Jesus brings the doctrine of hell to his own people and the word he uses here is not Hades, which sometimes refers, as you know, to grave and other things. But it is Gehenna, the word that always refers to hell. Gehenna is derived from Gehinnom. It is a place south of Jerusalem. It became known as a place of fire. That is where the children are roasted to death as sacrifices to Moloch in the time of Ahaz and Manasseh. And later it became the place where the city’s garbage was burned. There was always a fire going there. And gradually that word, Gehenna or Gehinnom became synonymous with hell. And wherever it is used in Scripture from there on in, it is always used to refer to that hell where soul and body are cast away into the infernal pit of everlasting darkness, separated from God’s mercy which will happen to all those who refuse to believe the gospel and refuse to repent before God.

Well what an amazing encouragement. You say, “Encouragement?” Yes. Encouragement. God can use this to motivate us. And anything he uses to motivate us is an encouragement. You see, these words that Jesus uses here are used back in Isaiah 66 verse 24. Jesus is just repeating them. He wants to remind us that people are to be cast into a hell where the worm does not die and the fire is not quenched. There will be no end to the judgment of those who refuse to believe the gospel and those who didn’t resist their sins. Well, now their hands and eyes and feet to do whatever pleased them. This is what Jesus says.

And my conviction to bring that you and to me to night is precisely because it is he that says it. A Christian is someone who must mortify the lust of his hand and his foot and his eye and the whole totality of his life because the hand stands for what we do, the foot stands for where we go and the eye stands for what we see. And so I ask you tonight. I ask myself tonight. Are you crucifying yourself? Are you killing the lust of the flesh? Are you serious in this battle? Those who are never serious in this battle will end in hell with both eyes and both hands and both feet. And there says Jesus three times over, “The worm will not die.” And that worm is, of course, our conscience. We will remember everything. Hell will be a foul place where our conscience will endlessly be gnawing at us, eating away, devouring, giving us no rest. In this life you often hear of people whose consciences drive them mad. Sometimes people have escaped from being arrested for many years, sometimes for decades and finally their conscience has been so speaking for so many years they turn themselves in. They can’t stand it anymore. The conscience is driving them crazy. Well, hell is like that.

People today go to therapists, psychoanalysts, psychologists with their troubled consciences. Many of them need help in various ways, yes. But a good number of them, I am sure, need Christ more than they need therapy. They need a clean conscience. But they can’t find it. Well, in hell the conscience of the hell will be sensitised. It will be reawakened, but there is no way of undoing the wrong. In fact, in hell we will go on sinning because we will never be at peace with God.

John Flavel writes, “Conscience which should have been the sinner’s curb on earth will be come the whip that will lash its soul in hell. That which was the seat and centre of all guilt will now become the seat and the centre of all torment.” Oh, my dear friend, whether converted or unconverted tonight. If you come to hell, if you refuse to cut off your lust and you live the way you want, doing what you want with your hands and your eyes and feet, Jesus says you will be thrown into hell. And when you are thrown into hell, every prayer your father uttered for you, every family worship, every plea, every example, every church service, everything will come back to you. Your memory will be perfect in hell. It will be there gnawing away like a never dying worm. You will ever be dying and yet never dead. Oh, what an awful thing.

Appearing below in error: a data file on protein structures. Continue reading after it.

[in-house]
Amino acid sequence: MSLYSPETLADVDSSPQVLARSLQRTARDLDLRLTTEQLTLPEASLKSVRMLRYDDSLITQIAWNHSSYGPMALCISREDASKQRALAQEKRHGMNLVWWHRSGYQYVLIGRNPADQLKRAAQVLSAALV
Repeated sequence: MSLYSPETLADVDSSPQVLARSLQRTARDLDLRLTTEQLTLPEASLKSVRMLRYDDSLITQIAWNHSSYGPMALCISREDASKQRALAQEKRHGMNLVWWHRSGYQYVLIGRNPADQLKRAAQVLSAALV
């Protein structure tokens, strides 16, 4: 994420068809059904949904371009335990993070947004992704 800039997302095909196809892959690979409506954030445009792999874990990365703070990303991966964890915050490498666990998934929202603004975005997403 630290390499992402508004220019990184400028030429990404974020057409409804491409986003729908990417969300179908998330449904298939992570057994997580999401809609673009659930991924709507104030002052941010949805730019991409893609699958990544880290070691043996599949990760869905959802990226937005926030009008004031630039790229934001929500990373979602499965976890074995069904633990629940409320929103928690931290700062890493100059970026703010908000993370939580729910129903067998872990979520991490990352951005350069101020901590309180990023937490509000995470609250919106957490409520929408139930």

Now does that mean that God’s people will end in hell? No. No. They won’t. But Jesus uses warnings like this to reawaken us. He uses other motivations. He uses all those motivations I just told you about, his love, his power, his grace. But he also uses the warnings. Ninety-six verses in the book of Hebrews alone of warning to believers not to give up the battle, not because they will give up the battle, but because warnings are one of the motivations Jesus uses to encourage us not to give up the battle. When our children were very young there on Leonard Street, I can still see my wife so insistent with each child. Make sure you don’t go anywhere near the road. You can’t go beyond the food bank and the garage there. You can’t go beyond that, because to go to the road, the parents… it can kill you. She warned them. But at the same time, she never let them beyond her eye beyond that food bank. That is what God does with us. He warns us even as he protects us. But he uses the warnings to help us protect ourselves. It is his gift. His warning is his gift.

What would you think of my wife and I if we never said to the children, “Don’t worry about the road. Go play wherever you want to play”? We wouldn’t love them. God loves his people so much that he warns them of the danger of hell fire. He warns them. He warns us tonight. Kill sin or sin will kill you. Gouge it out of your life. Sever it from you. It must be decisive work. It must be a complete work. It must be perfect as your Father in heaven is perfect. Will we ever be perfect? Of course we won’t ever be perfect. But if that is not our goal to be perfect, we will not be living Christian lives.